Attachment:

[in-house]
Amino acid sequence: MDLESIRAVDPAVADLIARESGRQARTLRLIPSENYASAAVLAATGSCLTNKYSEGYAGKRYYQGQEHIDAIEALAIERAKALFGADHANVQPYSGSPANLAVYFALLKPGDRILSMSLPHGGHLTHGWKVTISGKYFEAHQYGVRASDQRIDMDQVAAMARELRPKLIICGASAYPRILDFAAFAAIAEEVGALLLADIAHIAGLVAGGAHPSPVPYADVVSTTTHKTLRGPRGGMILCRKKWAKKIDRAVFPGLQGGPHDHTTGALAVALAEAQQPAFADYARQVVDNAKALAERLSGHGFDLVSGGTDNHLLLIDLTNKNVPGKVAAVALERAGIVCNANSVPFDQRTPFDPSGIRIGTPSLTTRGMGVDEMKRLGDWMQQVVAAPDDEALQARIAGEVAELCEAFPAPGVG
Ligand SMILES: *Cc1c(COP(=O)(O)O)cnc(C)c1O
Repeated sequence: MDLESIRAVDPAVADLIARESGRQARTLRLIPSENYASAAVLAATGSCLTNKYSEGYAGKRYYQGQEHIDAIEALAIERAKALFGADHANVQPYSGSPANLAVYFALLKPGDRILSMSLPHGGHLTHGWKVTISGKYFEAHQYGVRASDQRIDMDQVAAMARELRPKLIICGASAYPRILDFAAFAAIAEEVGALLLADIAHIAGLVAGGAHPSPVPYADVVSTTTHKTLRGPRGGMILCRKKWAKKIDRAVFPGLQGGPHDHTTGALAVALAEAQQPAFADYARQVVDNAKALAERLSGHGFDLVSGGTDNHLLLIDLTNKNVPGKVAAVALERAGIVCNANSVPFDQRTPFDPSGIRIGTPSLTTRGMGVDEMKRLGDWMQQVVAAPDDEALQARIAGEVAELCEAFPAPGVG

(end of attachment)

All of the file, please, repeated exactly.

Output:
[in-house]
Amino acid sequence: MDLESIRAVDPAVADLIARESGRQARTLRLIPSENYASAAVLAATGSCLTNKYSEGYAGKRYYQGQEHIDAIEALAIERAKALFGADHANVQPYSGSPANLAVYFALLKPGDRILSMSLPHGGHLTHGWKVTISGKYFEAHQYGVRASDQRIDMDQVAAMARELRPKLIICGASAYPRILDFAAFAAIAEEVGALLLADIAHIAGLVAGGAHPSPVPYADVVSTTTHKTLRGPRGGMILCRKKWAKKIDRAVFPGLQGGPHDHTTGALAVALAEAQQPAFADYARQVVDNAKALAERLSGHGFDLVSGGTDNHLLLIDLTNKNVPGKVAAVALERAGIVCNANSVPFDQRTPFDPSGIRIGTPSLTTRGMGVDEMKRLGDWMQQVVAAPDDEALQARIAGEVAELCEAFPAPGVG
Ligand SMILES: *Cc1c(COP(=O)(O)O)cnc(C)c1O
Repeated sequence: MDLESIRAVDPAVADLIARESGRQARTLRLIPSENYASAAVLAATGSCLTNKYSEGYAGKRYYQGQEHIDAIEALAIERAKALFGADHANVQPYSGSPANLAVYFALLKPGDRILSMSLPHGGHLTHGWKVTISGKYFEAHQYGVRASDQRIDMDQVAAMARELRPKLIICGASAYPRILDFAAFAAIAEEVGALLLADIAHIAGLVAGGAHPSPVPYADVVSTTTHKTLRGPRGGMILCRKKWAKKIDRAVFPGLQGGPHDHTTGALAVALAEAQQPAFADYARQVVDNAKALAERLSGHGFDLVSGGTDNHLLLIDLTNKNVPGKVAAVALERAGIVCNANSVPFDQRTPFDPSGIRIGTPSLTTRGMGVDEMKRLGDWMQQVVAAPDDEALQARIAGEVAELCEAFPAPGVG